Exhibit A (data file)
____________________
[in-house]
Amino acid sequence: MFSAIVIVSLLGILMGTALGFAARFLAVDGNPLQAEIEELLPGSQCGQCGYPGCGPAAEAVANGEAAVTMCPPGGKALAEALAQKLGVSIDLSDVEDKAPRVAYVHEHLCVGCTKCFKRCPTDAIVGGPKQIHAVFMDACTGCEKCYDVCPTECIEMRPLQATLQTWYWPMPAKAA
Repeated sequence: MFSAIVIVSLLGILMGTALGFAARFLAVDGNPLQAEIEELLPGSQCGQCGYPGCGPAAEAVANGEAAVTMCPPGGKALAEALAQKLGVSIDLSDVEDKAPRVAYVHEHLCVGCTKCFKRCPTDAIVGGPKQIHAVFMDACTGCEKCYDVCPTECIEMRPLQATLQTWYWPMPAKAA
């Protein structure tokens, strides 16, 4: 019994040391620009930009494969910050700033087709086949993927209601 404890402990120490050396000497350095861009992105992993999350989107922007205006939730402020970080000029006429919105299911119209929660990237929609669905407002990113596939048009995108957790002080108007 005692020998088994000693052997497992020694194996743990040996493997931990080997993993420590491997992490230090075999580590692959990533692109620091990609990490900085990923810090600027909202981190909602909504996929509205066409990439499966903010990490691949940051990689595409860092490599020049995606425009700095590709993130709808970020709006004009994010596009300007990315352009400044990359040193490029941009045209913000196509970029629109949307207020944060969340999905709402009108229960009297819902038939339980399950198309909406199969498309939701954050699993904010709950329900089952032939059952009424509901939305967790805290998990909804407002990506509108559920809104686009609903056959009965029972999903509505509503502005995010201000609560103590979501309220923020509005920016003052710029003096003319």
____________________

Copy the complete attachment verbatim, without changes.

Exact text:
[in-house]
Amino acid sequence: MFSAIVIVSLLGILMGTALGFAARFLAVDGNPLQAEIEELLPGSQCGQCGYPGCGPAAEAVANGEAAVTMCPPGGKALAEALAQKLGVSIDLSDVEDKAPRVAYVHEHLCVGCTKCFKRCPTDAIVGGPKQIHAVFMDACTGCEKCYDVCPTECIEMRPLQATLQTWYWPMPAKAA
Repeated sequence: MFSAIVIVSLLGILMGTALGFAARFLAVDGNPLQAEIEELLPGSQCGQCGYPGCGPAAEAVANGEAAVTMCPPGGKALAEALAQKLGVSIDLSDVEDKAPRVAYVHEHLCVGCTKCFKRCPTDAIVGGPKQIHAVFMDACTGCEKCYDVCPTECIEMRPLQATLQTWYWPMPAKAA
């Protein structure tokens, strides 16, 4: 019994040391620009930009494969910050700033087709086949993927209601 404890402990120490050396000497350095861009992105992993999350989107922007205006939730402020970080000029006429919105299911119209929660990237929609669905407002990113596939048009995108957790002080108007 005692020998088994000693052997497992020694194996743990040996493997931990080997993993420590491997992490230090075999580590692959990533692109620091990609990490900085990923810090600027909202981190909602909504996929509205066409990439499966903010990490691949940051990689595409860092490599020049995606425009700095590709993130709808970020709006004009994010596009300007990315352009400044990359040193490029941009045209913000196509970029629109949307207020944060969340999905709402009108229960009297819902038939339980399950198309909406199969498309939701954050699993904010709950329900089952032939059952009424509901939305967790805290998990909804407002990506509108559920809104686009609903056959009965029972999903509505509503502005995010201000609560103590979501309220923020509005920016003052710029003096003319």